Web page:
If marijuana legalized, counties say state needs to provide funding for strain on local governments

Posted 12 March 2019 at 7:04 pm

Press Release, NYS Association of Counties

As state leaders continue to negotiate legislation to legalize adult use cannabis in New York State, county governments are emphasizing the local impact of this policy.

Regardless of which level of government opts in to legalized marijuana, it will be county government programs and services that bear the impact of legalization in our communities.

“Public policy ought to be about doing the public good,” said Stephen Acquario, executive director of NYSAC. “No harm to the public should be done. Will taxpayers once again end up subsidizing the long-term effects of this industry in our communities? If the state opts in to authorize adult use cannabis, counties need state resources to support any policy change from day one of the implementation.”

If the resources to support legalization are not there, the state should focus on decriminalization and undoing the damage caused to communities disproportionately impacted by marijuana charges. That is a worthy goal, and one that helps to uplift our communities.

“If the state moves forward with legalization, it will be county governments that pay for the impact on social services, mental health departments, public safety, addiction services, public health education, traffic safety enforcement, and other local programs that have been proven to reduce the adverse effects of other legal psychoactive substances,” said Chuck Nesbitt, NYSAC president and Orleans County chief administrative officer. “In every region of the state, these programs and services are provided by counties.”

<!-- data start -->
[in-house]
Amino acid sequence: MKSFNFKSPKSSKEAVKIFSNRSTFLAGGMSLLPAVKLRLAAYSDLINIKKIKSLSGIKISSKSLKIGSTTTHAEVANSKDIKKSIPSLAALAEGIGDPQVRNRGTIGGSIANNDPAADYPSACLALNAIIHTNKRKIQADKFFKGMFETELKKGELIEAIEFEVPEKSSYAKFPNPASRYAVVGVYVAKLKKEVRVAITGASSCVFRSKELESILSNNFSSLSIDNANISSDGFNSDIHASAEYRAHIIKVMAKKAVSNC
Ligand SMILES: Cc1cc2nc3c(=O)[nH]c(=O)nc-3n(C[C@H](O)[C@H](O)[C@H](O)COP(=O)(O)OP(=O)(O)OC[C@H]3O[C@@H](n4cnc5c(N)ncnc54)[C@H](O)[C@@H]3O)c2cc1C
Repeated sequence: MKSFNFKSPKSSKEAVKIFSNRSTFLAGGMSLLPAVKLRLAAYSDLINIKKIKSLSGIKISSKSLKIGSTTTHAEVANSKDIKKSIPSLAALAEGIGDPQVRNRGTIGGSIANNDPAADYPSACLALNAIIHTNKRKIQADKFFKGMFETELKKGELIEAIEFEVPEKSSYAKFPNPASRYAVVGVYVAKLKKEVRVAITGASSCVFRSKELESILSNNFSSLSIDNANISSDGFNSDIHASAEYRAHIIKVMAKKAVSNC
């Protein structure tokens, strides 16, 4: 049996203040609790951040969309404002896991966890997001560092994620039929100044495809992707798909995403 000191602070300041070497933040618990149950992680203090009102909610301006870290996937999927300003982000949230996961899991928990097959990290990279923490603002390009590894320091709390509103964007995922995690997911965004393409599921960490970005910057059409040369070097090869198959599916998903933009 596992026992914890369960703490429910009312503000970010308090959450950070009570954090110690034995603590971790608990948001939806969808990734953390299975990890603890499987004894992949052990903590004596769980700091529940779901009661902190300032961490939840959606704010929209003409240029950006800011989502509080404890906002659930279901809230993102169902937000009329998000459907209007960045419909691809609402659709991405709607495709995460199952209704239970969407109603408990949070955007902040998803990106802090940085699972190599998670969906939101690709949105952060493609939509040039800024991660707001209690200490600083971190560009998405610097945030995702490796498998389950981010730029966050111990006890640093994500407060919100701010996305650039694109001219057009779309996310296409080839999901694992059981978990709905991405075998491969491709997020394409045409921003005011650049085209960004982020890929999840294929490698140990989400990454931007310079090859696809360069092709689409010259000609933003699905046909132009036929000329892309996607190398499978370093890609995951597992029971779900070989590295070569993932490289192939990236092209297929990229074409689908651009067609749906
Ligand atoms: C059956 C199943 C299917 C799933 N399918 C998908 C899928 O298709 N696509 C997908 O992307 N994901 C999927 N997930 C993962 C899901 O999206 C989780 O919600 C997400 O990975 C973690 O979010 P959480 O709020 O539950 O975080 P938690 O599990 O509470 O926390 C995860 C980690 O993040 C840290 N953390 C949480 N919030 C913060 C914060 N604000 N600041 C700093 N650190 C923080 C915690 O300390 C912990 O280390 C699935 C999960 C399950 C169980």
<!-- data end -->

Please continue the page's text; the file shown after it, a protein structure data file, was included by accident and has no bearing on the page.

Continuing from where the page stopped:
Legalizing adult-use marijuana requires the funding to do so responsibly, with proper local support in place. Without sufficient revenue to support the services that ensure public health and safety, counties are not willing to take this gamble. We simply can’t afford to.

The bottom line is that it’s better to have no policy than shortsighted policy.

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